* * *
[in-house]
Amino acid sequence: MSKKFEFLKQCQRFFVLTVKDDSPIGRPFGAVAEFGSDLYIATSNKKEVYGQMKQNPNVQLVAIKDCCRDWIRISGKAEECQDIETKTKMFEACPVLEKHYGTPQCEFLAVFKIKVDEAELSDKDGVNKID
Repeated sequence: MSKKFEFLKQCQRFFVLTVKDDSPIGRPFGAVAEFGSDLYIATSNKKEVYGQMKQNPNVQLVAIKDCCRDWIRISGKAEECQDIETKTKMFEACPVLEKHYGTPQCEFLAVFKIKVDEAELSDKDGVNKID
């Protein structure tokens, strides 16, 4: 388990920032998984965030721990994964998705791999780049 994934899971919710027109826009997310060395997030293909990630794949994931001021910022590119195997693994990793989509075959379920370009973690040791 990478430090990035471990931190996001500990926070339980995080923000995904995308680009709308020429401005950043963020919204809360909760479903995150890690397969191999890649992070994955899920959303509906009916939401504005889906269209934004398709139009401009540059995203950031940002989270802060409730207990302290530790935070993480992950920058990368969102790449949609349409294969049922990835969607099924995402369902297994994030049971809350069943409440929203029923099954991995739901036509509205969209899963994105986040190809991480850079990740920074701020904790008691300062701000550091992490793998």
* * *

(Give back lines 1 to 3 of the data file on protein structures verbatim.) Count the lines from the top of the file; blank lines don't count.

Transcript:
[in-house]
Amino acid sequence: MSKKFEFLKQCQRFFVLTVKDDSPIGRPFGAVAEFGSDLYIATSNKKEVYGQMKQNPNVQLVAIKDCCRDWIRISGKAEECQDIETKTKMFEACPVLEKHYGTPQCEFLAVFKIKVDEAELSDKDGVNKID
Repeated sequence: MSKKFEFLKQCQRFFVLTVKDDSPIGRPFGAVAEFGSDLYIATSNKKEVYGQMKQNPNVQLVAIKDCCRDWIRISGKAEECQDIETKTKMFEACPVLEKHYGTPQCEFLAVFKIKVDEAELSDKDGVNKID